Lysenko and his allies were furious that although they were still officially in power, scientists on the ground were starting to simply ignore their prohibitions and were even openly putting genetics in their institute names. Lysenko launched a new rear-guard campaign against genetics, and as part of this battle, in January 1959, a Lysenko-created committee from Moscow visited Akademgorodok. This committee had the official authority to determine what work was done at the Institute of Cytology and Genetics, and Belyaev and the whole research staff knew all too well that they were at risk of being forced out. “Khrushchev arrived here,” Lyudmila recalled, “very discontented, with the intention to get everyone ‘in trouble’ because of the geneticists.” She remembers committee members “snooping in the laboratories,” questioning everyone and anyone, including secretaries. The word spread that the committee was clearly unhappy that genetic studies were being conducted. When the committee met with Mikhail Lavrentyev, chief of all the institutes at Akademgorodok, they informed him that “the direction of the Institute of Cytology and Genetics is methodologically wrong.” Those were ominous words from a Lysenkoist group, and everyone knew it.

Nikita Khrushchev, who was by this time premier of the USSR, heard tale of the committee’s report about Akademgorodok. Khrushchev had been a long-time supporter of Lysenko, and he decided to examine the situation personally. In September 1959, on a trip back from visiting Mao Tse-tung in China, he stopped off in Novosibirsk. Khrushchev’s temper often got the best of him when things did not go exactly as he wished, and the visit to Chairman Mao had not gone well, cut short because of the cold reception he had received. What’s more, the construction of Akademgorodok was ongoing, and it was a large enough project that things were over budget and behind schedule. In a fit of pique during his visit, Khrushchev threatened to disband the whole Soviet Academy of Sciences if the situation did not improve: “I’ll let you all loose!” he railed. “I’ll deprive you [of] extra pay and all privileges! Peter the Great needed an academy, what do we need it for?” Especially an academy with geneticists.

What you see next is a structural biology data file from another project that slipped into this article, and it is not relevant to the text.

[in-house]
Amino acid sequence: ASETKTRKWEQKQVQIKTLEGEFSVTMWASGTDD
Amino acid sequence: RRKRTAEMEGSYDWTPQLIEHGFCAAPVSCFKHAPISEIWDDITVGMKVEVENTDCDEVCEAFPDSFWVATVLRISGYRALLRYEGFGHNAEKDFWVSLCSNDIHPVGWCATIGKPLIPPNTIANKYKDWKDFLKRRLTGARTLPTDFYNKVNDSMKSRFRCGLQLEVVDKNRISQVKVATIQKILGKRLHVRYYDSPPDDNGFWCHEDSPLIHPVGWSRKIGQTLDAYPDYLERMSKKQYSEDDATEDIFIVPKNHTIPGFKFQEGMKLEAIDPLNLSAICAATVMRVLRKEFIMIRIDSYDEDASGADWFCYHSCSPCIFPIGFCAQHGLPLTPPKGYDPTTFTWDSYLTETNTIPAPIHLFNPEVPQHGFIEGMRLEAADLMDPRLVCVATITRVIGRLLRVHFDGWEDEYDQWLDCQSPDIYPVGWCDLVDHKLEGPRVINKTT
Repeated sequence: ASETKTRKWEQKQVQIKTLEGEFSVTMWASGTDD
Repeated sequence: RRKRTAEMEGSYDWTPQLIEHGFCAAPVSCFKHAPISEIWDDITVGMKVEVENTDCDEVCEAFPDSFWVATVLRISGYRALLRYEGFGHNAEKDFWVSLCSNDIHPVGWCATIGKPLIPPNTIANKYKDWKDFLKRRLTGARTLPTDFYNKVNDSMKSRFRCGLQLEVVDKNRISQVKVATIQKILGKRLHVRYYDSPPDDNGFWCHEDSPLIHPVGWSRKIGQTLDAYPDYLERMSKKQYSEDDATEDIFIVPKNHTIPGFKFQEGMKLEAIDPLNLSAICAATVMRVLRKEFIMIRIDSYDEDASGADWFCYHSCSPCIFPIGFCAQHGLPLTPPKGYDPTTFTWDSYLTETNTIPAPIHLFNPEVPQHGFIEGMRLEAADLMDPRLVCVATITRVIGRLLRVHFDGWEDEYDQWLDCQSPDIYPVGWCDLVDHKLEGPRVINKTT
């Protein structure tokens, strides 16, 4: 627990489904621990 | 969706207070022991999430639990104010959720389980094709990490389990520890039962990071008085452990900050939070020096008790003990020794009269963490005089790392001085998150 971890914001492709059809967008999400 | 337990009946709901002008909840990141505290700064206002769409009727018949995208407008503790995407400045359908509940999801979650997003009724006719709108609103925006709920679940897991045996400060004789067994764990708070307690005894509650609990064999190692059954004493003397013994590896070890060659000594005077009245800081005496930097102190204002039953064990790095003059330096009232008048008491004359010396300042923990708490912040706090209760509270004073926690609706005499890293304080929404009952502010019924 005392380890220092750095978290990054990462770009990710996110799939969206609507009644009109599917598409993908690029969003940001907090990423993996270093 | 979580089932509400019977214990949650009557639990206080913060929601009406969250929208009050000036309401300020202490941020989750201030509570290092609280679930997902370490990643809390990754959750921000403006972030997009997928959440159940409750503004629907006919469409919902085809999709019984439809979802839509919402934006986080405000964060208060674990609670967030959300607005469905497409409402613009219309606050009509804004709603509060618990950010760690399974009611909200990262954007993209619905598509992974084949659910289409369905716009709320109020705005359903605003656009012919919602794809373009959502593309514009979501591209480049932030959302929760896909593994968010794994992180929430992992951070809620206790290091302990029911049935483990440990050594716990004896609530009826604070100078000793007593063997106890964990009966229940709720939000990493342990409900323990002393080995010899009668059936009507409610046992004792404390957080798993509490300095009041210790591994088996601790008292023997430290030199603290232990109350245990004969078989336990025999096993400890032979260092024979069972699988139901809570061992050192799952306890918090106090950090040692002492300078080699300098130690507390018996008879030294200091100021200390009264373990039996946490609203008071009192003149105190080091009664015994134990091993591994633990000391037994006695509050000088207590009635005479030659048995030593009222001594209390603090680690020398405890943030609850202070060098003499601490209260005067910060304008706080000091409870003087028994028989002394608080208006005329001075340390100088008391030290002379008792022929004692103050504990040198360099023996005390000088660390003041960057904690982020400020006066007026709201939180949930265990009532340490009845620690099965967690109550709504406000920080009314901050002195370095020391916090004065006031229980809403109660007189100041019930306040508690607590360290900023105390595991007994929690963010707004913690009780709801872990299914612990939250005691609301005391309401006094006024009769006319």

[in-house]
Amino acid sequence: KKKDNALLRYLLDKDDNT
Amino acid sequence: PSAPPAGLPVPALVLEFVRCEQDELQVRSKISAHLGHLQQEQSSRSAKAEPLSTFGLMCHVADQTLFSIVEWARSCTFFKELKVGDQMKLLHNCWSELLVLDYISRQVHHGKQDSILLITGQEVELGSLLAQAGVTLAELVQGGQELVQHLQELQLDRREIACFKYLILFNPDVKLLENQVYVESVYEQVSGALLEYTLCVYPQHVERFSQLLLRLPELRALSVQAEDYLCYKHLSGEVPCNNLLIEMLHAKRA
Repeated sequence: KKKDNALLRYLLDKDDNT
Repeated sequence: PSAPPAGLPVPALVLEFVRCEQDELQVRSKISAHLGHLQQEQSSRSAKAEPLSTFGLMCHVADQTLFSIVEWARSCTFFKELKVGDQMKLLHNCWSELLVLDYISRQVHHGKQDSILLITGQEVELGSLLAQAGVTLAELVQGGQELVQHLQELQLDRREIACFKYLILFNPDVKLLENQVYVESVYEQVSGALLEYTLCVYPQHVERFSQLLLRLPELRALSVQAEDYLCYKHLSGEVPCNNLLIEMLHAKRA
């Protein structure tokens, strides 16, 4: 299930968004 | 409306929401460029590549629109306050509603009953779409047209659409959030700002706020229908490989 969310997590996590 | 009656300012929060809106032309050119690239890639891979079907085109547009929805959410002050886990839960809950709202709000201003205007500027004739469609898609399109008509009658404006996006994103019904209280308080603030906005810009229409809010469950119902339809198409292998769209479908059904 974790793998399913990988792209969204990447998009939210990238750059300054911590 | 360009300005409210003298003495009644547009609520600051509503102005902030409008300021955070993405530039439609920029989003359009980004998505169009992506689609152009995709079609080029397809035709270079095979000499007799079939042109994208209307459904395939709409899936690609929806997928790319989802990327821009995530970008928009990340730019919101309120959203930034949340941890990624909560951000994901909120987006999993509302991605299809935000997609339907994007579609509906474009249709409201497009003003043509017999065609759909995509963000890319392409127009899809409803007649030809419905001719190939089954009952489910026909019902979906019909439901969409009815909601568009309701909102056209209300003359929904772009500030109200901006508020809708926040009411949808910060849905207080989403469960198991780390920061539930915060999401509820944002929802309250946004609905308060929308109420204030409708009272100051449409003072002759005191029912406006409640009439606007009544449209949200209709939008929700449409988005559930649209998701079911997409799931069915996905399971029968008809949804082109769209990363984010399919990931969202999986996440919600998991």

The staff of all the science institutes at Akademgorodok gathered in front of the Institute of Hydrodynamics for Khrushchev’s visit, and Lyudmila recalls that the premier “walked by the assembled staff very fast, not paying any attention to them.” The substance of the meeting between Khrushchev and administrators was not recorded, but accounts from the time make clear that Khrushchev intended to shut down the Institute of Cytology and Genetics. Immediately.

He never made good on his threat. Fortunately, Khrushchev’s travel partner on his visit to Akademgorodok was his daughter, Rada. A well-known journalist, Rada, who was also a trained biologist, recognized Lysenko for the fraud he was and convinced her father to keep the Institute of Cytology and Genetics open. Still, the premier had to do something to show his discontent, so the day after his visit, he had the head of the Institute of Cytology and Genetics sacked. In an ironic twist of fate, as deputy director, Belyaev was now in charge of the Institute.

Without Rada Khrushchev taking a courageous stand for science, the Institute of Cytology and Genetics would have shut its doors, and with that, the fox domestication study—a six-decade long evolutionary treasure chest that continues to this day—would likely have been dead in the water.